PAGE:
Some classic bedtimes stories get the horror treatment in this 1980s anthology seen through the eyes of a narrator who tris to put his nephew to bed.

Little Brian has trouble sleeping and he is visiting his Uncle Mike. He pleads for his Uncle Mike to help him go to sleep by telling him bedtime stories. The first story involves a boy named Peter who is forced as a slave to two witches who are looking to resurrect their long dead sister. The second story is a modern day take on Little Red Riding Hood as she contends with a werewolf. The third and final story revolves around a modern day look at Goldilocks and the Three Bears but replace the bears with a family of bank robbers named Baer and a telepathic girl named Goldi Lox.

The film, written by the trio of director Jeffrey Delman, J. Edward Kiernan, and Charles F. Shelton, does quite an interesting job of making horror versions of classic bedtime tales. The first story, titled “Peter and the Witches” features Family Ties’ good-hearted biker Nick himself, Scott Valentine, as the titular Peter. Here, he is a slave boy to two elderly witches who look for sacrifices to resurrect their dead sister. Some of the gruesome matter here involves a victim getting his arm burned to the point that his forearm comes off and inserting a still-beating heart in a skeleton resulting in the first stage of the sister’s resurrection.

The second story, Little Red Runninghood, features future comic actor Nicole Picard as “Red” or in this case, Rachel. While she is set to lose her virginity to her boyfriend, a mysterious man named Willie is trying to get Grandma’s attention. Yes, Willie, played by The Mutilator’s Matt Mitler, is the Big Bad Wolf, or in this case, Werewolf. His transformation juxtaposes with Rachel’s love scene. Of course, things go from insane to even more insane. Of course, if you know the classic tale, you know what line to expect to end this story.

The final story is perhaps both the most comical and shocking story, a modern day look at Goldilocks and the Three Bears. This is hilarious on the part of the Baers, who are a trio of bank robbers. Papa Baer, played by Kevin Hannon, is hilarious as he is constantly complaining. Future Oscar winner Melissa Leo, as Mama Baer, is the level-headed member like her fuzzy fairy tale counterpart and Timothy Rule is the boneheaded Baby Baer. As for Cathryn De Prume’s Goldi Lox, she can be best described as an 80’s Carrie White, a telepathic girl who is seen killing off a conquest and it is believed that’s exactly what she does. Things take a comedic twist including a funny fourth wall break from Baby Baer and an ending to the story that shows what can happen when you “assume” things on part of the police.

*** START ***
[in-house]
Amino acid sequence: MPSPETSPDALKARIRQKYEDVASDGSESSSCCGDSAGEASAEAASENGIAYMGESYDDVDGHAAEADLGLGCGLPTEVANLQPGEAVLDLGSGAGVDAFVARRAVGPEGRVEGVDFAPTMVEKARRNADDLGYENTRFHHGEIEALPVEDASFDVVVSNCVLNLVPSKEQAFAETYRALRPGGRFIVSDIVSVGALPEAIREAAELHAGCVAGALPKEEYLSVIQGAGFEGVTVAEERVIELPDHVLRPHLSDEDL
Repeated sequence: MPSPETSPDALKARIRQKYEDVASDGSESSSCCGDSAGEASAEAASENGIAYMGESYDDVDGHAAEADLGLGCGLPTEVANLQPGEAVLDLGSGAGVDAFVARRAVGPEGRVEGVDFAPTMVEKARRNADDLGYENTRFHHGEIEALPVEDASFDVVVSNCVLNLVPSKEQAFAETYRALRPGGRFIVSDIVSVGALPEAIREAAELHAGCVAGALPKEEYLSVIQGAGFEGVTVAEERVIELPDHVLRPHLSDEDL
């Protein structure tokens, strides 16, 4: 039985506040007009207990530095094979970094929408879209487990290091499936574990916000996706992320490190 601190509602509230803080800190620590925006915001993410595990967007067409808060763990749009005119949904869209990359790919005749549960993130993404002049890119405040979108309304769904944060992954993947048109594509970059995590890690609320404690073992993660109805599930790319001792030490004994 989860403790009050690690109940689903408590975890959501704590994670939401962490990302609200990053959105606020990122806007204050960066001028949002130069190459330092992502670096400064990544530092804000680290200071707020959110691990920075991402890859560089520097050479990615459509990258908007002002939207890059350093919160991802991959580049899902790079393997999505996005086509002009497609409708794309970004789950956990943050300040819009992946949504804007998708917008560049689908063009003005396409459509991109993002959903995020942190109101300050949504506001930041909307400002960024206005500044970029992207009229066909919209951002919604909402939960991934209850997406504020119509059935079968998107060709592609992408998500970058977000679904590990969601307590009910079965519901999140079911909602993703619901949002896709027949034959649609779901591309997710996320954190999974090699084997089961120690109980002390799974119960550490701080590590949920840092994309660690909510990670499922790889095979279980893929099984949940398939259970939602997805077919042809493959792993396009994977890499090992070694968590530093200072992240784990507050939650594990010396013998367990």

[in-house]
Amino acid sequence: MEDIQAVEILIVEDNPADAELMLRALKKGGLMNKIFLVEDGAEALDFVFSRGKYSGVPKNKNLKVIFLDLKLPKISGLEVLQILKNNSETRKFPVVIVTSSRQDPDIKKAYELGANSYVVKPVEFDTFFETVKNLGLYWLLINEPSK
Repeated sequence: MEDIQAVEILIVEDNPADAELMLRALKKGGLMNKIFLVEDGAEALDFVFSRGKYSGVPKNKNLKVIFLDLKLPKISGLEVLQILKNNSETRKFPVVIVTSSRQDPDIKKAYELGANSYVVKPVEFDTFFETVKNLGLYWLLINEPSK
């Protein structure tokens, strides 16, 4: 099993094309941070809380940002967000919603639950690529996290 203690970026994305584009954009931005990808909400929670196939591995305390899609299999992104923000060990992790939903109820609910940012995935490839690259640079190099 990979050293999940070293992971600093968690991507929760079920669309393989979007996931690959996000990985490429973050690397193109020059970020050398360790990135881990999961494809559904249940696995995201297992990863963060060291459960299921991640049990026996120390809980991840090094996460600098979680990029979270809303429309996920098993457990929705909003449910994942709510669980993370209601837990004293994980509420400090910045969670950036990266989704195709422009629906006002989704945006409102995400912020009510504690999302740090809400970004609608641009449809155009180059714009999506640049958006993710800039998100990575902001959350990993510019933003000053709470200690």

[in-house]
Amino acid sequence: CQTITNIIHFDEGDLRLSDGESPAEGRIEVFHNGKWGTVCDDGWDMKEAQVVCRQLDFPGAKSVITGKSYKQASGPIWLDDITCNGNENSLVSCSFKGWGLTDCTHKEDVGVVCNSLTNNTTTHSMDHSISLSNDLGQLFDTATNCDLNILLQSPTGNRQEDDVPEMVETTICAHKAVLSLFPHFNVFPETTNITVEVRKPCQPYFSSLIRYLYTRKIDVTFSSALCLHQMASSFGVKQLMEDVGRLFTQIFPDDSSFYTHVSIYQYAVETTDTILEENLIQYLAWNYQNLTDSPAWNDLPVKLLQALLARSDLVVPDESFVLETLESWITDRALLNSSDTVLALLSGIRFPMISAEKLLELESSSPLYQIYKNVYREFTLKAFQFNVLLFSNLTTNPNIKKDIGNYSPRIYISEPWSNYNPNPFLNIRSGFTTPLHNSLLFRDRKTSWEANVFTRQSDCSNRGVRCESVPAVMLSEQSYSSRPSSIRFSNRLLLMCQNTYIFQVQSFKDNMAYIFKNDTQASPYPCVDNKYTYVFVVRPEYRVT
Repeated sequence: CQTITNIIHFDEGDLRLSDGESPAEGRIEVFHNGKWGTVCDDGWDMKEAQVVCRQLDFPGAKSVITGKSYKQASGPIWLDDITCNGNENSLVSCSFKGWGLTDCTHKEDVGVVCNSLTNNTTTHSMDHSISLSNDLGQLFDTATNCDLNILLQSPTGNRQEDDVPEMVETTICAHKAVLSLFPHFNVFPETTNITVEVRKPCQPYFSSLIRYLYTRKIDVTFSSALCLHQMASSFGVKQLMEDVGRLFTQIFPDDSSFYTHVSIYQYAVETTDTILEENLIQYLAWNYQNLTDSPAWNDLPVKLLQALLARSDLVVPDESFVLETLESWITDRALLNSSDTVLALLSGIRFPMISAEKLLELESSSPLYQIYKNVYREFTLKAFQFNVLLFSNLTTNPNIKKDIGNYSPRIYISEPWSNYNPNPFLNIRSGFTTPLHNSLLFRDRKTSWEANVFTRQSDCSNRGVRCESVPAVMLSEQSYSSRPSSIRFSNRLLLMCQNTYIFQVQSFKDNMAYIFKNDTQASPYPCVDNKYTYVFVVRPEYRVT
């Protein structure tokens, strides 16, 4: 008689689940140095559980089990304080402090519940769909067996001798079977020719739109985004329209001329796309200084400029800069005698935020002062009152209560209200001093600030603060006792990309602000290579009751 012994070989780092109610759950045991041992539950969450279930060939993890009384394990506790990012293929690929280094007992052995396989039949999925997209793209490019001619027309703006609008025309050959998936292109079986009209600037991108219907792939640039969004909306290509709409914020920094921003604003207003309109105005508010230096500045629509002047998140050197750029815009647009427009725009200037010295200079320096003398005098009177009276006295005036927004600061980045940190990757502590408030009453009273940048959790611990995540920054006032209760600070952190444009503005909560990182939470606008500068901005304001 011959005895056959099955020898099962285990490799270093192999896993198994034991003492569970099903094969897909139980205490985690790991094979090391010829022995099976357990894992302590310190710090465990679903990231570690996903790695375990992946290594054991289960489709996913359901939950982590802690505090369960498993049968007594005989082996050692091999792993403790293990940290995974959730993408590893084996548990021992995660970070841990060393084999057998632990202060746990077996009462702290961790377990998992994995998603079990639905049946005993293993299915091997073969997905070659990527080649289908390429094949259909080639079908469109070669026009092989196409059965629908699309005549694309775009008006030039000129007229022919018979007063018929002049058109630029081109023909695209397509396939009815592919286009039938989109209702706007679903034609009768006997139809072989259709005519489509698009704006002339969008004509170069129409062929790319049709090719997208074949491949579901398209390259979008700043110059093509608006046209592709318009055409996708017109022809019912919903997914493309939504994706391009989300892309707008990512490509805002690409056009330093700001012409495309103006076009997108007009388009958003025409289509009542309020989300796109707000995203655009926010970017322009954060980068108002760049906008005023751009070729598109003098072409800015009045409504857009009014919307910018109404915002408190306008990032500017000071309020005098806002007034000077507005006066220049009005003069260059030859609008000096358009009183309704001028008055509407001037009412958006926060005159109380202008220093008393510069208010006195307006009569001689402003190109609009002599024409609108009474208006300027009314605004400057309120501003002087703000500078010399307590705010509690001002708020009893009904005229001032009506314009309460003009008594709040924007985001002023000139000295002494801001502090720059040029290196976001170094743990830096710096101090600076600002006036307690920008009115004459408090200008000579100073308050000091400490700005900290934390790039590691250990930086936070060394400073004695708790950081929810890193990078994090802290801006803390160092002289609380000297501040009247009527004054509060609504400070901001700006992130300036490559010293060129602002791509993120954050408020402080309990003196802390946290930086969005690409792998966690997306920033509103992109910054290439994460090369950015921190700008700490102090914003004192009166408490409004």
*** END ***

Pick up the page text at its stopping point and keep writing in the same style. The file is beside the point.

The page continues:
The stories intercut with young Brian DePersia having trouble sleeping and asking his annoyed Uncle Mike, played by Michael Mesmer telling Brian the stories, all of which usually have “happy endings” but when Brian asks for a scary ending in one particular story, it is seen in a more comical fashion. The final moments of the film leaves with a freeze frame that is comical on its own part.

Deadtime Stories may be no Creepshow, but it’s both gruesome and comical in terms of taking some classic tales and modernizing them. The Goldilocks tale is both horrific and the most hilarious of the stories and for an 80’s anthology, the overall film is a fun tale for those who like a bit of comedy in their horror films.


A Scary Stuff Production. Director: Jeffrey Delman. Producers: Jeffrey Delman and Bill Paul. Writers: Jeffrey Delman, J. Edward Kiernan, and Charles F. Shelton. Cinematography: Daniel B. Canton. Editing: William Szarka.

Cast: Scott Valentine, Nicole Picard, Matt Mitler, Cathryn De Prume, Melissa Leo, Kathy Fleig, Phyllis Craig, Michael Mesmer, Brian DePersia, Kevin Hannon, Timothy Rule, Fran Lopate, Michael Berlinger.